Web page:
Tuesday, April 9, 2024

Today, on the Christian History Almanac, we remember the father of the Enlightenment and a Christian Virtuoso: Sir Francis Bacon.

It is the 9th of April 2024. Welcome to the Christian History Almanac, brought to you by 1517 at 1517.org; I’m Dan van Voorhis.


On just the second weekend edition, back in 2022, I chose for my topic the broad theme of the Enlightenment- perhaps it was a little ambitious, but I did so as the course I taught on the subject was one of my most well-received and I will never tire of reminding Christians that this is not some pagan or godless movement that forever made the West a haven for skeptics and atheists. In fact, the father of the movement was himself a devoted Christian, dedicated to understanding God’s creation in light of the Fall and our redemption. And, as he has yet to be featured, we will tell the story of Sir Francis Bacon today, on the anniversary of his death on this day in 1626.

Francis was born in London in 1561; thus, his life would be lived almost entirely in the context of Queen Elizabeth and the subsequent King James. The Anglican Church would solidify itself during this period, and he lived a life roughly parallel to that of William Shakespeare. His father, Nicholas, had risen from relative obscurity to become the Lord Keeper of the Seals- that is, today, the Lord Chancellor and then important statesmen under the crown.

Young Francis would attend Trinity College, Cambridge, but was bored and unimpressed with the curriculum based on old Aristotelean ideas-  he was well-read in the Humanism of his day and asked his father if he could leave school and have a job arranged in politics. He was given a position at Grey’s Inn to study law and was sent to France to serve with the English Ambassador.

But his fortunes would change when his father suddenly died, and while well-liked, he had no personal fortune. Thus began Francis' adult life, where he was always insecure about money- his eventual downfall.

He would rocket through the legal profession, becoming special council to the crown and attorney general. He would ultimately lose his position for being less than careful with the public purse, something he would admit to being prone to on account of his difficult financial situation. But this is not the story of Francis Bacon. Instead, it is of a man who would be the foremost of English philosophers on account of his various essays and writing and his particular role as what Robert Boyle would call a “Christian Virtuoso,” that is, someone who is an exemplary character in both natural and divine revelation, and knows that while they tell different stories using different methods, the are complimentary.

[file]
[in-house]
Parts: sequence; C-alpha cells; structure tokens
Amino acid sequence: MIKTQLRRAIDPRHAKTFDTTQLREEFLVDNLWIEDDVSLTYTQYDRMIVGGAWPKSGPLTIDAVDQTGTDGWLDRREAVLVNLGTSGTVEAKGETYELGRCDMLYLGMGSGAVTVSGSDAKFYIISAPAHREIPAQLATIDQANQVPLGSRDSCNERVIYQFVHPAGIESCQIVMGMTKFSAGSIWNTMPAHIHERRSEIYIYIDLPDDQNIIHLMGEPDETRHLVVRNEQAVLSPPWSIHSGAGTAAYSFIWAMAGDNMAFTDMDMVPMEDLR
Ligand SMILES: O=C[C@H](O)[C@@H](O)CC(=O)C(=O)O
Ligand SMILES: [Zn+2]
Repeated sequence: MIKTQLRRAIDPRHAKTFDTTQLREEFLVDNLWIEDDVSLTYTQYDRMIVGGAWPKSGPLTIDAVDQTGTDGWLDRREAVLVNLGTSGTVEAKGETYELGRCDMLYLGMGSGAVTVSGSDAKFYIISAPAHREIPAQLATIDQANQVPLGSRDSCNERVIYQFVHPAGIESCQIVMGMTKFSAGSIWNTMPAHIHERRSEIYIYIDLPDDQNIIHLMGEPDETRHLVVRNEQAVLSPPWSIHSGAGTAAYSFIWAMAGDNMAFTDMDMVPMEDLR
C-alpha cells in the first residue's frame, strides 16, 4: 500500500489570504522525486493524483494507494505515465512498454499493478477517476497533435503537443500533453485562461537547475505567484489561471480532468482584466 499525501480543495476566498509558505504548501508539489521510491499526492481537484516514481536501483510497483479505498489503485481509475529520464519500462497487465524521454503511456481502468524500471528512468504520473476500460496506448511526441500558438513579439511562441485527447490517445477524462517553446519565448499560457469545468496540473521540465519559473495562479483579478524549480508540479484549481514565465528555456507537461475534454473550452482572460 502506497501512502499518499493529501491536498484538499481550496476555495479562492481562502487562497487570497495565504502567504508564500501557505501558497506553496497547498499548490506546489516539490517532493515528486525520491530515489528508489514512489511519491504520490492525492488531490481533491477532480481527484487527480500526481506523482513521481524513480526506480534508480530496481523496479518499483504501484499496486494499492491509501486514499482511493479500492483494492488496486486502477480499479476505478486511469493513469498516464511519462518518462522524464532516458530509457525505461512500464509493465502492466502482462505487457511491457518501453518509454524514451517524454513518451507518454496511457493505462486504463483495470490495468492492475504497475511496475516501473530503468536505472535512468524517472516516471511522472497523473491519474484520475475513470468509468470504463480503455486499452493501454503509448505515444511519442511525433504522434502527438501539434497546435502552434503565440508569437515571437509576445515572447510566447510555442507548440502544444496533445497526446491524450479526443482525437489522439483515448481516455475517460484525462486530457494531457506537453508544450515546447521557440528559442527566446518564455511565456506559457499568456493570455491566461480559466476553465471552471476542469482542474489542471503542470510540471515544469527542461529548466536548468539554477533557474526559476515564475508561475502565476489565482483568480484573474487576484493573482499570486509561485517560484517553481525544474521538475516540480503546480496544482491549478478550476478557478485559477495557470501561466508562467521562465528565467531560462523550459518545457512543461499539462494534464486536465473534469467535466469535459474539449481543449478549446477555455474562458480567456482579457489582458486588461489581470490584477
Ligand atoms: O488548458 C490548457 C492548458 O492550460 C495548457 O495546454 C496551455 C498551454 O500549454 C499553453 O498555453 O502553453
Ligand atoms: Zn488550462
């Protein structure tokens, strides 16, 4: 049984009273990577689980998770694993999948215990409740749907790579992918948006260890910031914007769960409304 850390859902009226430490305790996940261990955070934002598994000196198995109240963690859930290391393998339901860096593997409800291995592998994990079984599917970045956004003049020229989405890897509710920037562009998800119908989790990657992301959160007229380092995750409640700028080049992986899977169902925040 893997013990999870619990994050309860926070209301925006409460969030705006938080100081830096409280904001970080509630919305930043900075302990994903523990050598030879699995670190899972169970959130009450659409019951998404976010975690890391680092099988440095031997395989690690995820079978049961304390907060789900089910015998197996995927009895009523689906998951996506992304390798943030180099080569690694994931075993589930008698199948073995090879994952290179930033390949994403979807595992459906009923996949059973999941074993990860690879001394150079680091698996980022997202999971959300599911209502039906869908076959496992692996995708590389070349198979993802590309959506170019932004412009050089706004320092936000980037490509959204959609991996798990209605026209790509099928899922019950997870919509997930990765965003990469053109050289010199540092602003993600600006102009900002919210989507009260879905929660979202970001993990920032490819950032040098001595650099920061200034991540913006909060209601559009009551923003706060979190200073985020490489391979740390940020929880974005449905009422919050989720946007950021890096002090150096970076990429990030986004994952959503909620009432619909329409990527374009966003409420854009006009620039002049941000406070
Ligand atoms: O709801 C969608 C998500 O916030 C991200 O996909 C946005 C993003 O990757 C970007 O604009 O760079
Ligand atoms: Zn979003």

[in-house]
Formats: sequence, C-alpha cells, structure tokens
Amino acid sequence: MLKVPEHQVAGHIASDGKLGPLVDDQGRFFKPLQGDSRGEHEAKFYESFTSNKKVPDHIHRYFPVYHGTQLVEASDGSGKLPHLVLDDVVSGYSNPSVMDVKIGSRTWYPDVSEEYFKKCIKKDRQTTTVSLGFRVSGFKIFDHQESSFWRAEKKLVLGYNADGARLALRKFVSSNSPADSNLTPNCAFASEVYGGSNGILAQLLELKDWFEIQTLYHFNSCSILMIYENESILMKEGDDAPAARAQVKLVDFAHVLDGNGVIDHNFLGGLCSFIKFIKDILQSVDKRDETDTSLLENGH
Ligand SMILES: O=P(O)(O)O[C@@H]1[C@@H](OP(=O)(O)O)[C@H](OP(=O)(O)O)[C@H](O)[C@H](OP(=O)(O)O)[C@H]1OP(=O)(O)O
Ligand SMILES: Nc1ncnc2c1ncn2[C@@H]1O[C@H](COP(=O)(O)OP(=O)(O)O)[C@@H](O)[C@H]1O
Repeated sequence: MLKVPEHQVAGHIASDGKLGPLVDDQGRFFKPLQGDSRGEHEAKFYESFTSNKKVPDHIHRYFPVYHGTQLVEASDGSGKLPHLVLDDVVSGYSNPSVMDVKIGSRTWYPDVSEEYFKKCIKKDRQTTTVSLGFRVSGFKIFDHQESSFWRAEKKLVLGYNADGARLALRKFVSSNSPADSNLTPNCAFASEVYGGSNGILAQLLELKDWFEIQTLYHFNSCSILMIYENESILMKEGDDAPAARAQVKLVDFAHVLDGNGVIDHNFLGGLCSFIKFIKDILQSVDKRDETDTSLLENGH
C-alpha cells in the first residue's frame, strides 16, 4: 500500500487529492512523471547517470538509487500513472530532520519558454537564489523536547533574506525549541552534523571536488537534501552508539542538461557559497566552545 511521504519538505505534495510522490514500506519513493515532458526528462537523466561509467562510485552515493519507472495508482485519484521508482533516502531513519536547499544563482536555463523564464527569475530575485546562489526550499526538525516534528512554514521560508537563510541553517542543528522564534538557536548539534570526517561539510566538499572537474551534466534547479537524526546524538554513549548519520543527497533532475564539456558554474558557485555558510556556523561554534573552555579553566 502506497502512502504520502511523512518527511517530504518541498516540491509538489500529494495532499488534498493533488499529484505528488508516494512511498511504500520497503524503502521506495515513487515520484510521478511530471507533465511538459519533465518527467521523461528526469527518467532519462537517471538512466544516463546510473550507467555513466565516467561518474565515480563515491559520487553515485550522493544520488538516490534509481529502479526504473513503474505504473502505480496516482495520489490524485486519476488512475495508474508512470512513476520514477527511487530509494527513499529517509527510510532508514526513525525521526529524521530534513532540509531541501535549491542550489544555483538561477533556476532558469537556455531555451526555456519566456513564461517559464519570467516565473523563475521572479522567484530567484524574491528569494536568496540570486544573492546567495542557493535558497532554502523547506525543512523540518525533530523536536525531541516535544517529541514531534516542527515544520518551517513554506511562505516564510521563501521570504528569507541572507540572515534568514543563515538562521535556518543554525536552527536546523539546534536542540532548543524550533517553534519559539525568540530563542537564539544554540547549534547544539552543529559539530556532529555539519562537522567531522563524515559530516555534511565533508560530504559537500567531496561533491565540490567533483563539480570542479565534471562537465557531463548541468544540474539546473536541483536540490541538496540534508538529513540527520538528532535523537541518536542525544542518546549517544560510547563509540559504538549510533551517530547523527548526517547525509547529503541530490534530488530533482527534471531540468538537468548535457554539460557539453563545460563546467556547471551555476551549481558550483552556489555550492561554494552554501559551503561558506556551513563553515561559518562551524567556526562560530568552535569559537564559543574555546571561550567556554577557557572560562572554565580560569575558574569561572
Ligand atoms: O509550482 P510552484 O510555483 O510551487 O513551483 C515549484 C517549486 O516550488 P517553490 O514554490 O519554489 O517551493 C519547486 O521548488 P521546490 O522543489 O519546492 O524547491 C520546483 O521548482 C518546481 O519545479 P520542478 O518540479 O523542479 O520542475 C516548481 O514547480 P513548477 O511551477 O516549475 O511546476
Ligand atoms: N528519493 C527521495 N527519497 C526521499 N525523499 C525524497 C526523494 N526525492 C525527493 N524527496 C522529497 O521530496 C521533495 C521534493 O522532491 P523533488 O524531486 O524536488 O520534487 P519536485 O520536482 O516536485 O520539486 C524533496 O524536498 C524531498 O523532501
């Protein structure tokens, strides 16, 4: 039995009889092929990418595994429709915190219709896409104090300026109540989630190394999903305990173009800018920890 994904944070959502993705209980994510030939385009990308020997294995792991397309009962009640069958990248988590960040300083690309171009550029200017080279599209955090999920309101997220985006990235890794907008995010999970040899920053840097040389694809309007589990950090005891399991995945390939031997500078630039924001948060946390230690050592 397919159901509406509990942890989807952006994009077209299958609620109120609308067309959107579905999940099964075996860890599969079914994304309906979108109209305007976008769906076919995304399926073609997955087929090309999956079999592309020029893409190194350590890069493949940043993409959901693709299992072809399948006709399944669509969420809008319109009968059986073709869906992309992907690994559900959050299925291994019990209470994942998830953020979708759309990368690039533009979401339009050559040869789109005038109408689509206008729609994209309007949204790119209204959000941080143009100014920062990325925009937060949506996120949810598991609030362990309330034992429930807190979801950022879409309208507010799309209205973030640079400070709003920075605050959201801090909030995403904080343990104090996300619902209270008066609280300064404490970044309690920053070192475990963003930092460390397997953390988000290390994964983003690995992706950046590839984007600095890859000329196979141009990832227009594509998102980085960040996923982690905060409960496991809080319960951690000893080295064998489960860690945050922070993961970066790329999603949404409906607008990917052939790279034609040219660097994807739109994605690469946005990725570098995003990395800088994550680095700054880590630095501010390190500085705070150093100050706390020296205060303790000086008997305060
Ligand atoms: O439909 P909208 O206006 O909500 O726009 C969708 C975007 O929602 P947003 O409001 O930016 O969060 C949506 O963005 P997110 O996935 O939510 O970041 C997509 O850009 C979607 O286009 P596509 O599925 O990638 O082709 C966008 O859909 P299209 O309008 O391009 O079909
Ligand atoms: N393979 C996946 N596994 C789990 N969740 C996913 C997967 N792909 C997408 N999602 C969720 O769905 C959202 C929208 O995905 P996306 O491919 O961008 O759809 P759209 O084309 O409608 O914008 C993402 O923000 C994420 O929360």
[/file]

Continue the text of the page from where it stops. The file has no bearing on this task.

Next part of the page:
This might be best seen, if not somewhat obliquely, in his famous work “The New Atlantis.” This book follows Thomas More’s recently invented genre of “Utopian” literature to portray imperfect people (Europeans) coming to a world that has not suffered the Fall and thus has insights into the best of all possible worlds.

One might refer to his “Advancement of Learning” as the first book of significant philosophy published in English, but it was his “Novum Organum” of 1620 that changed the world. In it, he presents something approximating what would later be called the “Scientific Method” of collecting data, reporting it, and then proposing methods for making sense of what it can tell us. More importantly, as a “Christian Virtuoso,” he knew that humankind was marred by the fall and was careful to note where we are prone to make mistakes. He called these the “idols” of the mind- they are the idols of the Tribe, Cave, Marketplace, and Theatre. The idol of the tribe is that universal human propensity to over-exaggerate or simply. The Cave is to rely solely on one's own predilections and concerns, the idol of the Marketplace involves interpersonal communication and its failings, and lastly, the idol of the Theatre is that which confounds us based on our shared superstitions.

Bacon blended the best of faith in the supernaturally revealed Word and a rigorous faith in the rationality of God’s creation, despite ourselves and despite his censures for receiving unauthorized gifts (which he agreed were just), made himself a paragon for later generations of Christians in the sciences.

The story of his demise, perhaps slightly affected by our propensity to one or more of the “idols” involves him attempting to stuff a hen with snow, a project which may have left him with a bronchial illness which lead to his death on this, the 9th of April in 1626. Born in 1561 Francis Bacon, the Christian Virtuoso was 65 years old.


The last word for today is from the daily lectionary another  good word from 1 John:

I am writing to you, little children,
    because your sins are forgiven on account of his name.

I am writing to you, fathers,
    because you know him who is from the beginning.
I am writing to you, young people,
    because you have conquered the evil one.

I write to you, children,
    because you know the Father.
I write to you, fathers,
    because you know him who is from the beginning.
I write to you, young people,
    because you are strong
    and the word of God abides in you,
        and you have overcome the evil one.


This has been the Christian History Almanac for the 9th of April 2024, brought to you by 1517 at 1517.org.

The show is produced by a man who had a very different idea as to what the “lord Keeper of the Seals” was-  He is Christopher Gillespie.

The show is written and read by a man who knows this isn’t the place for it, but the Undertaker! I couldn’t believe it…. I’m Dan van Voorhis.

You can catch us here every day- and remember that the rumors of grace, forgiveness, and the redemption of all things are true…. Everything is going to be ok.

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